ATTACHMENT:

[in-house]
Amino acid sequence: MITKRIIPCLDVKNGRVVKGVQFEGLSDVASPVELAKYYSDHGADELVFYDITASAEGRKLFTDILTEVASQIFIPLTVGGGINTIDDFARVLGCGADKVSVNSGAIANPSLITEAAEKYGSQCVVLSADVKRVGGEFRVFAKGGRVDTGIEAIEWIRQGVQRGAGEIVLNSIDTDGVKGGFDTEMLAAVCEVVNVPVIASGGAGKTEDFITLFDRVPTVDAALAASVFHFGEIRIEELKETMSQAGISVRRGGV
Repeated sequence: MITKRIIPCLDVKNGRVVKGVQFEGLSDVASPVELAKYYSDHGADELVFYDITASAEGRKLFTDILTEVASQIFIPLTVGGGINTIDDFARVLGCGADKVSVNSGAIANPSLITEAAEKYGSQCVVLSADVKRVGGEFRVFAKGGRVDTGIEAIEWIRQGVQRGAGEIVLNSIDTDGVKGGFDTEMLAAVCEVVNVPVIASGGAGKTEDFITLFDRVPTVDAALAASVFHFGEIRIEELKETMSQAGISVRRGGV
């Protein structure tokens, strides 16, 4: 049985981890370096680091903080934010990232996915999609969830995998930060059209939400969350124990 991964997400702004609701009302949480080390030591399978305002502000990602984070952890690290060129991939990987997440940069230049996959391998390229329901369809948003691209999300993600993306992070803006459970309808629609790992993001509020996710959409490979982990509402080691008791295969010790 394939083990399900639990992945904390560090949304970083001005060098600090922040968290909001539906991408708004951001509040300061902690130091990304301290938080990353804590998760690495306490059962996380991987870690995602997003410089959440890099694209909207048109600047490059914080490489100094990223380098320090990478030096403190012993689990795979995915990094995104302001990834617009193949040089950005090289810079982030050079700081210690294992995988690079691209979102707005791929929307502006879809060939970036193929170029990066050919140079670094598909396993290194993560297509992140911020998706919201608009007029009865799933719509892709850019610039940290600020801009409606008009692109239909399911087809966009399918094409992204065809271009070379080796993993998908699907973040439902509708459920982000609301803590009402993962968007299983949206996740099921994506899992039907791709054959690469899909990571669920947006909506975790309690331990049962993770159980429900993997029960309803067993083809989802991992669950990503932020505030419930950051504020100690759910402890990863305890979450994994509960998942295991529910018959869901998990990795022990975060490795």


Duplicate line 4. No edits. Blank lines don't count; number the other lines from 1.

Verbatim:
């Protein structure tokens, strides 16, 4: 049985981890370096680091903080934010990232996915999609969830995998930060059209939400969350124990 991964997400702004609701009302949480080390030591399978305002502000990602984070952890690290060129991939990987997440940069230049996959391998390229329901369809948003691209999300993600993306992070803006459970309808629609790992993001509020996710959409490979982990509402080691008791295969010790 394939083990399900639990992945904390560090949304970083001005060098600090922040968290909001539906991408708004951001509040300061902690130091990304301290938080990353804590998760690495306490059962996380991987870690995602997003410089959440890099694209909207048109600047490059914080490489100094990223380098320090990478030096403190012993689990795979995915990094995104302001990834617009193949040089950005090289810079982030050079700081210690294992995988690079691209979102707005791929929307502006879809060939970036193929170029990066050919140079670094598909396993290194993560297509992140911020998706919201608009007029009865799933719509892709850019610039940290600020801009409606008009692109239909399911087809966009399918094409992204065809271009070379080796993993998908699907973040439902509708459920982000609301803590009402993962968007299983949206996740099921994506899992039907791709054959690469899909990571669920947006909506975790309690331990049962993770159980429900993997029960309803067993083809989802991992669950990503932020505030419930950051504020100690759910402890990863305890979450994994509960998942295991529910018959869901998990990795022990975060490795």